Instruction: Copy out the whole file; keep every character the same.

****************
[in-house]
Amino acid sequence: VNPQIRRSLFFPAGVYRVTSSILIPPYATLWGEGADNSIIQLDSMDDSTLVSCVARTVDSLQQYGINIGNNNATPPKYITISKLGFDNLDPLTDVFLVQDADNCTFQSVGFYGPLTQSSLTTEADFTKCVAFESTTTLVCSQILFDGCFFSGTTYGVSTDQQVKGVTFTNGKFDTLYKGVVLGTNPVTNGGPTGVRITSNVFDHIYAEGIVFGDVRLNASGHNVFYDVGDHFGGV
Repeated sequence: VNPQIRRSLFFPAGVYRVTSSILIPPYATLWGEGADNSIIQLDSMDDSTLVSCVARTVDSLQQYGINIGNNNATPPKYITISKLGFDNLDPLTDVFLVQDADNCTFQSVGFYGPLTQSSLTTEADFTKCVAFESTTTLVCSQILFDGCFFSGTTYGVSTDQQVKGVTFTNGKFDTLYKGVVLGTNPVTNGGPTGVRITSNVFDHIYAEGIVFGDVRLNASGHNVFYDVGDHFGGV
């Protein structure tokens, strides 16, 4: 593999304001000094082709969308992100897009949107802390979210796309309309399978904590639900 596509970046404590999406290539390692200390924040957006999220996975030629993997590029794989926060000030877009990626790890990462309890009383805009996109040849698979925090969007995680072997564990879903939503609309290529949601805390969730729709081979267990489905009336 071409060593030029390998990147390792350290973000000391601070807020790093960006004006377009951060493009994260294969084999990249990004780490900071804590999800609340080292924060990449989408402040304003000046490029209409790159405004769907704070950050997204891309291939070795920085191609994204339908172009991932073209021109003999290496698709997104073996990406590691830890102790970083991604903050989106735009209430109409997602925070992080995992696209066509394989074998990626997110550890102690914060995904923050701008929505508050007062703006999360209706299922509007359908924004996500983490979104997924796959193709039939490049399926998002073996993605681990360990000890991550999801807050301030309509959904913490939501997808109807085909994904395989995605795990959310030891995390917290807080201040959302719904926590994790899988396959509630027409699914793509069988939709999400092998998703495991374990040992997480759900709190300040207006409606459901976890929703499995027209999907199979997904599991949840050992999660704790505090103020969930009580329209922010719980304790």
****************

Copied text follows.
[in-house]
Amino acid sequence: VNPQIRRSLFFPAGVYRVTSSILIPPYATLWGEGADNSIIQLDSMDDSTLVSCVARTVDSLQQYGINIGNNNATPPKYITISKLGFDNLDPLTDVFLVQDADNCTFQSVGFYGPLTQSSLTTEADFTKCVAFESTTTLVCSQILFDGCFFSGTTYGVSTDQQVKGVTFTNGKFDTLYKGVVLGTNPVTNGGPTGVRITSNVFDHIYAEGIVFGDVRLNASGHNVFYDVGDHFGGV
Repeated sequence: VNPQIRRSLFFPAGVYRVTSSILIPPYATLWGEGADNSIIQLDSMDDSTLVSCVARTVDSLQQYGINIGNNNATPPKYITISKLGFDNLDPLTDVFLVQDADNCTFQSVGFYGPLTQSSLTTEADFTKCVAFESTTTLVCSQILFDGCFFSGTTYGVSTDQQVKGVTFTNGKFDTLYKGVVLGTNPVTNGGPTGVRITSNVFDHIYAEGIVFGDVRLNASGHNVFYDVGDHFGGV
């Protein structure tokens, strides 16, 4: 593999304001000094082709969308992100897009949107802390979210796309309309399978904590639900 596509970046404590999406290539390692200390924040957006999220996975030629993997590029794989926060000030877009990626790890990462309890009383805009996109040849698979925090969007995680072997564990879903939503609309290529949601805390969730729709081979267990489905009336 071409060593030029390998990147390792350290973000000391601070807020790093960006004006377009951060493009994260294969084999990249990004780490900071804590999800609340080292924060990449989408402040304003000046490029209409790159405004769907704070950050997204891309291939070795920085191609994204339908172009991932073209021109003999290496698709997104073996990406590691830890102790970083991604903050989106735009209430109409997602925070992080995992696209066509394989074998990626997110550890102690914060995904923050701008929505508050007062703006999360209706299922509007359908924004996500983490979104997924796959193709039939490049399926998002073996993605681990360990000890991550999801807050301030309509959904913490939501997808109807085909994904395989995605795990959310030891995390917290807080201040959302719904926590994790899988396959509630027409699914793509069988939709999400092998998703495991374990040992997480759900709190300040207006409606459901976890929703499995027209999907199979997904599991949840050992999660704790505090103020969930009580329209922010719980304790």